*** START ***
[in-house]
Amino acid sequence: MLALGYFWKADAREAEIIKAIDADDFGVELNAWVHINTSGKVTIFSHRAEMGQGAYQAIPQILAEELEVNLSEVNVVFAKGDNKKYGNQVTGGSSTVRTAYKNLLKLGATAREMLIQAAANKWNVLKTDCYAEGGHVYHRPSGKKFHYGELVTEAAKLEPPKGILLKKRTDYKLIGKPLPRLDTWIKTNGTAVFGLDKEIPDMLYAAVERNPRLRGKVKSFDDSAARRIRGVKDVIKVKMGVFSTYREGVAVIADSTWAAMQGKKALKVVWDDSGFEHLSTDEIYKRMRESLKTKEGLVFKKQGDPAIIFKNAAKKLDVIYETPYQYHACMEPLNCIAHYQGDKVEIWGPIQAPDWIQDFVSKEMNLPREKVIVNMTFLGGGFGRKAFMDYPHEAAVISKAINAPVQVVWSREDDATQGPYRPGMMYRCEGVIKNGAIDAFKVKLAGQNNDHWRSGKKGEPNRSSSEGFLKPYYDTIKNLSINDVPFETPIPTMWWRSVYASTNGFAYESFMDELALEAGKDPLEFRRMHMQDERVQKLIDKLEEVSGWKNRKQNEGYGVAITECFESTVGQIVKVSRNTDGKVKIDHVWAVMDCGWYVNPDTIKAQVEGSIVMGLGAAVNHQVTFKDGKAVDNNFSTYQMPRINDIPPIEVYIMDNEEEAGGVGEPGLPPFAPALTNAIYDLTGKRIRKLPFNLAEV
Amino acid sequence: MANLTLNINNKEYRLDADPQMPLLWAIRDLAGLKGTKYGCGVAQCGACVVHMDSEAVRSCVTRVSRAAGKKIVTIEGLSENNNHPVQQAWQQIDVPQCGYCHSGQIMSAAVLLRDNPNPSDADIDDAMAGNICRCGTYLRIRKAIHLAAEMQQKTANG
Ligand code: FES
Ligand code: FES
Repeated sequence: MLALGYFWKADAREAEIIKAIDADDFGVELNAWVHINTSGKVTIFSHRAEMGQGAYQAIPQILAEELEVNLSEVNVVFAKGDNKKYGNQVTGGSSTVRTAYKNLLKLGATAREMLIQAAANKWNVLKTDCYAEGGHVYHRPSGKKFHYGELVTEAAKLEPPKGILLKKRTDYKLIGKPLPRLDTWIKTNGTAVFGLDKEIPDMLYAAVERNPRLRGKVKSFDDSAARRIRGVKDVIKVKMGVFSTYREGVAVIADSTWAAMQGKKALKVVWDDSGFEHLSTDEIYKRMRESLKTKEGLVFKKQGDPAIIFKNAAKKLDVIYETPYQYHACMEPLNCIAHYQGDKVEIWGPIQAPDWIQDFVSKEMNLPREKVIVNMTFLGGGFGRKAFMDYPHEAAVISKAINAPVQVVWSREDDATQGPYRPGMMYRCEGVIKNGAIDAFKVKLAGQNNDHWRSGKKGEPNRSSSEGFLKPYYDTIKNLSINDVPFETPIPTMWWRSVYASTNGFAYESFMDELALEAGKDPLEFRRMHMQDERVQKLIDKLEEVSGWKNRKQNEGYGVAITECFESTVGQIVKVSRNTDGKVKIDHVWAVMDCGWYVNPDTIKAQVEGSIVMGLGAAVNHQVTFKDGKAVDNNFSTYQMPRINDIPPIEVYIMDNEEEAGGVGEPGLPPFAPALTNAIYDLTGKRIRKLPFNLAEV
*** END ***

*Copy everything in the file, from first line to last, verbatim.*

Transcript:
[in-house]
Amino acid sequence: MLALGYFWKADAREAEIIKAIDADDFGVELNAWVHINTSGKVTIFSHRAEMGQGAYQAIPQILAEELEVNLSEVNVVFAKGDNKKYGNQVTGGSSTVRTAYKNLLKLGATAREMLIQAAANKWNVLKTDCYAEGGHVYHRPSGKKFHYGELVTEAAKLEPPKGILLKKRTDYKLIGKPLPRLDTWIKTNGTAVFGLDKEIPDMLYAAVERNPRLRGKVKSFDDSAARRIRGVKDVIKVKMGVFSTYREGVAVIADSTWAAMQGKKALKVVWDDSGFEHLSTDEIYKRMRESLKTKEGLVFKKQGDPAIIFKNAAKKLDVIYETPYQYHACMEPLNCIAHYQGDKVEIWGPIQAPDWIQDFVSKEMNLPREKVIVNMTFLGGGFGRKAFMDYPHEAAVISKAINAPVQVVWSREDDATQGPYRPGMMYRCEGVIKNGAIDAFKVKLAGQNNDHWRSGKKGEPNRSSSEGFLKPYYDTIKNLSINDVPFETPIPTMWWRSVYASTNGFAYESFMDELALEAGKDPLEFRRMHMQDERVQKLIDKLEEVSGWKNRKQNEGYGVAITECFESTVGQIVKVSRNTDGKVKIDHVWAVMDCGWYVNPDTIKAQVEGSIVMGLGAAVNHQVTFKDGKAVDNNFSTYQMPRINDIPPIEVYIMDNEEEAGGVGEPGLPPFAPALTNAIYDLTGKRIRKLPFNLAEV
Amino acid sequence: MANLTLNINNKEYRLDADPQMPLLWAIRDLAGLKGTKYGCGVAQCGACVVHMDSEAVRSCVTRVSRAAGKKIVTIEGLSENNNHPVQQAWQQIDVPQCGYCHSGQIMSAAVLLRDNPNPSDADIDDAMAGNICRCGTYLRIRKAIHLAAEMQQKTANG
Ligand code: FES
Ligand code: FES
Repeated sequence: MLALGYFWKADAREAEIIKAIDADDFGVELNAWVHINTSGKVTIFSHRAEMGQGAYQAIPQILAEELEVNLSEVNVVFAKGDNKKYGNQVTGGSSTVRTAYKNLLKLGATAREMLIQAAANKWNVLKTDCYAEGGHVYHRPSGKKFHYGELVTEAAKLEPPKGILLKKRTDYKLIGKPLPRLDTWIKTNGTAVFGLDKEIPDMLYAAVERNPRLRGKVKSFDDSAARRIRGVKDVIKVKMGVFSTYREGVAVIADSTWAAMQGKKALKVVWDDSGFEHLSTDEIYKRMRESLKTKEGLVFKKQGDPAIIFKNAAKKLDVIYETPYQYHACMEPLNCIAHYQGDKVEIWGPIQAPDWIQDFVSKEMNLPREKVIVNMTFLGGGFGRKAFMDYPHEAAVISKAINAPVQVVWSREDDATQGPYRPGMMYRCEGVIKNGAIDAFKVKLAGQNNDHWRSGKKGEPNRSSSEGFLKPYYDTIKNLSINDVPFETPIPTMWWRSVYASTNGFAYESFMDELALEAGKDPLEFRRMHMQDERVQKLIDKLEEVSGWKNRKQNEGYGVAITECFESTVGQIVKVSRNTDGKVKIDHVWAVMDCGWYVNPDTIKAQVEGSIVMGLGAAVNHQVTFKDGKAVDNNFSTYQMPRINDIPPIEVYIMDNEEEAGGVGEPGLPPFAPALTNAIYDLTGKRIRKLPFNLAEV